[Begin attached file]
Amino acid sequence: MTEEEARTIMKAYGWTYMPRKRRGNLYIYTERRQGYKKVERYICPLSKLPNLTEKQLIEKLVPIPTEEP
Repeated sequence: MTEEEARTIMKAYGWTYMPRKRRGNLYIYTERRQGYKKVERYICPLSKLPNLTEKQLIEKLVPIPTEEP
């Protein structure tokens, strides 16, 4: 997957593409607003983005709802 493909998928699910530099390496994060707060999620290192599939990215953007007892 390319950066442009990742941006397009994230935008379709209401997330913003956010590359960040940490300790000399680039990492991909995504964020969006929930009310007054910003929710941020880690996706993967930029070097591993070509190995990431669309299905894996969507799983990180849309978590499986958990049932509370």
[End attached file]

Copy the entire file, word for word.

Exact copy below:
Amino acid sequence: MTEEEARTIMKAYGWTYMPRKRRGNLYIYTERRQGYKKVERYICPLSKLPNLTEKQLIEKLVPIPTEEP
Repeated sequence: MTEEEARTIMKAYGWTYMPRKRRGNLYIYTERRQGYKKVERYICPLSKLPNLTEKQLIEKLVPIPTEEP
């Protein structure tokens, strides 16, 4: 997957593409607003983005709802 493909998928699910530099390496994060707060999620290192599939990215953007007892 390319950066442009990742941006397009994230935008379709209401997330913003956010590359960040940490300790000399680039990492991909995504964020969006929930009310007054910003929710941020880690996706993967930029070097591993070509190995990431669309299905894996969507799983990180849309978590499986958990049932509370």